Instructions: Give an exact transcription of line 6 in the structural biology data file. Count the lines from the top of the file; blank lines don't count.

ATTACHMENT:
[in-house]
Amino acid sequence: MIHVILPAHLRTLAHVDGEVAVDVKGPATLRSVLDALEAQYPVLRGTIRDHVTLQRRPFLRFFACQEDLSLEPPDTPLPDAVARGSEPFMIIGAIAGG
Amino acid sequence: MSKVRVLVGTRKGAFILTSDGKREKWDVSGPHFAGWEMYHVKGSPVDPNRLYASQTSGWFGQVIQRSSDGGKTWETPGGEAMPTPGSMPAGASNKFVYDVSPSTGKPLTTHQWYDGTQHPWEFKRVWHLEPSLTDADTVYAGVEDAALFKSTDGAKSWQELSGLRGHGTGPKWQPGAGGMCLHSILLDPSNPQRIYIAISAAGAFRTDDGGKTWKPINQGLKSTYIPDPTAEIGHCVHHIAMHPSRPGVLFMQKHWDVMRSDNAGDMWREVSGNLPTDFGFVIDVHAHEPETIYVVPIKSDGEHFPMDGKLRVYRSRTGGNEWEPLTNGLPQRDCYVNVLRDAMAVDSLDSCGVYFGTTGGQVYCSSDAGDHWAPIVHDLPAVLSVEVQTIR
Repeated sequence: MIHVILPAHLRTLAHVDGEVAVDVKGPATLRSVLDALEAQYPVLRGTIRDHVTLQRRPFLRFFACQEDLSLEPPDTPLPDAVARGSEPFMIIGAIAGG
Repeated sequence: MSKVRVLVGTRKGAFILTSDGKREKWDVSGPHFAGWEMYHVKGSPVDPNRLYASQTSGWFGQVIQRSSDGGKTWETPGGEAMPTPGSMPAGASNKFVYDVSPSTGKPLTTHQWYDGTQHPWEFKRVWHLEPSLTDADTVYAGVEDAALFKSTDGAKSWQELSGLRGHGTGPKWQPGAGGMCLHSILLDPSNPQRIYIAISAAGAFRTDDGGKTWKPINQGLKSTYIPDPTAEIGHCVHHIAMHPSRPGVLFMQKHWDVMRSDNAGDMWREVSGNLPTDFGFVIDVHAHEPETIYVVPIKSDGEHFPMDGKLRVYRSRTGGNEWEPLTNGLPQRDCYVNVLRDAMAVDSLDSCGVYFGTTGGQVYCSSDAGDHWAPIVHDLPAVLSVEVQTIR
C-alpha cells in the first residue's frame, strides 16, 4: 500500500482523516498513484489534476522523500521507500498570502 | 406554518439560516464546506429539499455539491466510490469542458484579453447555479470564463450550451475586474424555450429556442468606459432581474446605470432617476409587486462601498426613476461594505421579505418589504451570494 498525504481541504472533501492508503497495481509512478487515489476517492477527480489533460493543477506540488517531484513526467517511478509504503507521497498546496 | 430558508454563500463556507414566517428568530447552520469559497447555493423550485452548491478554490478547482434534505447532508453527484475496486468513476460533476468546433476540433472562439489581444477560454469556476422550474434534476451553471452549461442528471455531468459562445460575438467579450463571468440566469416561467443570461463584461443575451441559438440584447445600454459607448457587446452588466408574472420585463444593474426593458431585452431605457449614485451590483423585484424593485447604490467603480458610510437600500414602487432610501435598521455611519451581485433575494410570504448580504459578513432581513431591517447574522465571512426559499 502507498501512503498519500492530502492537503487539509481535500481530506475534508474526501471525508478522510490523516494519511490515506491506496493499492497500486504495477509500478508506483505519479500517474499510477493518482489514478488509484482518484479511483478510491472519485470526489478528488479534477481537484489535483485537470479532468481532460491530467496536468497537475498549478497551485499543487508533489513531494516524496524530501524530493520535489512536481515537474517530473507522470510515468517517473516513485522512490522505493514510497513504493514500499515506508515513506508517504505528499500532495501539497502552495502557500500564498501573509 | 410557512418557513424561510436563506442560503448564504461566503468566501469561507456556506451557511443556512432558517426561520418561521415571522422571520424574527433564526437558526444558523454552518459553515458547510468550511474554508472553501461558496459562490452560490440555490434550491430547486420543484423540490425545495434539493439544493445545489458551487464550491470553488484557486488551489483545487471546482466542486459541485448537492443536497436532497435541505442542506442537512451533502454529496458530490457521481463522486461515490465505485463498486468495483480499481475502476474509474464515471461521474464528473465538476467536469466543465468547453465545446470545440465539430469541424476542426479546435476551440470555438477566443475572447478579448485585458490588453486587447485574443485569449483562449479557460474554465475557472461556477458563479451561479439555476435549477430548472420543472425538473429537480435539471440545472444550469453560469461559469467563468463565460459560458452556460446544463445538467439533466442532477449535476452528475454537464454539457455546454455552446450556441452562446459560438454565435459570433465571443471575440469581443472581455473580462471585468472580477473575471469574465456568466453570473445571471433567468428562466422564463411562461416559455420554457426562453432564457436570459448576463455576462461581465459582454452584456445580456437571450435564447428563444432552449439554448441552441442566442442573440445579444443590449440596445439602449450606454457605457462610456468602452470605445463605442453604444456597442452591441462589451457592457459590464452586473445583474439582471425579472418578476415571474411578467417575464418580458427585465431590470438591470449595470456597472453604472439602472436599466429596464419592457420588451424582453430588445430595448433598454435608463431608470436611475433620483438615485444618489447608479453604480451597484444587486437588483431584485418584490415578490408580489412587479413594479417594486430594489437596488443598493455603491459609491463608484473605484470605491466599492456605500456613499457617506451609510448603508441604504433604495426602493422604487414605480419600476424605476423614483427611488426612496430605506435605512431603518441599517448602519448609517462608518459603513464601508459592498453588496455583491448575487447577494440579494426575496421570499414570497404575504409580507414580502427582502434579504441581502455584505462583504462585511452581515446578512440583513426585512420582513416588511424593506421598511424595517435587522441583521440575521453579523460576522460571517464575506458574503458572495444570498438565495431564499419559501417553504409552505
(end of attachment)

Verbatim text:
C-alpha cells in the first residue's frame, strides 16, 4: 500500500482523516498513484489534476522523500521507500498570502 | 406554518439560516464546506429539499455539491466510490469542458484579453447555479470564463450550451475586474424555450429556442468606459432581474446605470432617476409587486462601498426613476461594505421579505418589504451570494 498525504481541504472533501492508503497495481509512478487515489476517492477527480489533460493543477506540488517531484513526467517511478509504503507521497498546496 | 430558508454563500463556507414566517428568530447552520469559497447555493423550485452548491478554490478547482434534505447532508453527484475496486468513476460533476468546433476540433472562439489581444477560454469556476422550474434534476451553471452549461442528471455531468459562445460575438467579450463571468440566469416561467443570461463584461443575451441559438440584447445600454459607448457587446452588466408574472420585463444593474426593458431585452431605457449614485451590483423585484424593485447604490467603480458610510437600500414602487432610501435598521455611519451581485433575494410570504448580504459578513432581513431591517447574522465571512426559499 502507498501512503498519500492530502492537503487539509481535500481530506475534508474526501471525508478522510490523516494519511490515506491506496493499492497500486504495477509500478508506483505519479500517474499510477493518482489514478488509484482518484479511483478510491472519485470526489478528488479534477481537484489535483485537470479532468481532460491530467496536468497537475498549478497551485499543487508533489513531494516524496524530501524530493520535489512536481515537474517530473507522470510515468517517473516513485522512490522505493514510497513504493514500499515506508515513506508517504505528499500532495501539497502552495502557500500564498501573509 | 410557512418557513424561510436563506442560503448564504461566503468566501469561507456556506451557511443556512432558517426561520418561521415571522422571520424574527433564526437558526444558523454552518459553515458547510468550511474554508472553501461558496459562490452560490440555490434550491430547486420543484423540490425545495434539493439544493445545489458551487464550491470553488484557486488551489483545487471546482466542486459541485448537492443536497436532497435541505442542506442537512451533502454529496458530490457521481463522486461515490465505485463498486468495483480499481475502476474509474464515471461521474464528473465538476467536469466543465468547453465545446470545440465539430469541424476542426479546435476551440470555438477566443475572447478579448485585458490588453486587447485574443485569449483562449479557460474554465475557472461556477458563479451561479439555476435549477430548472420543472425538473429537480435539471440545472444550469453560469461559469467563468463565460459560458452556460446544463445538467439533466442532477449535476452528475454537464454539457455546454455552446450556441452562446459560438454565435459570433465571443471575440469581443472581455473580462471585468472580477473575471469574465456568466453570473445571471433567468428562466422564463411562461416559455420554457426562453432564457436570459448576463455576462461581465459582454452584456445580456437571450435564447428563444432552449439554448441552441442566442442573440445579444443590449440596445439602449450606454457605457462610456468602452470605445463605442453604444456597442452591441462589451457592457459590464452586473445583474439582471425579472418578476415571474411578467417575464418580458427585465431590470438591470449595470456597472453604472439602472436599466429596464419592457420588451424582453430588445430595448433598454435608463431608470436611475433620483438615485444618489447608479453604480451597484444587486437588483431584485418584490415578490408580489412587479413594479417594486430594489437596488443598493455603491459609491463608484473605484470605491466599492456605500456613499457617506451609510448603508441604504433604495426602493422604487414605480419600476424605476423614483427611488426612496430605506435605512431603518441599517448602519448609517462608518459603513464601508459592498453588496455583491448575487447577494440579494426575496421570499414570497404575504409580507414580502427582502434579504441581502455584505462583504462585511452581515446578512440583513426585512420582513416588511424593506421598511424595517435587522441583521440575521453579523460576522460571517464575506458574503458572495444570498438565495431564499419559501417553504409552505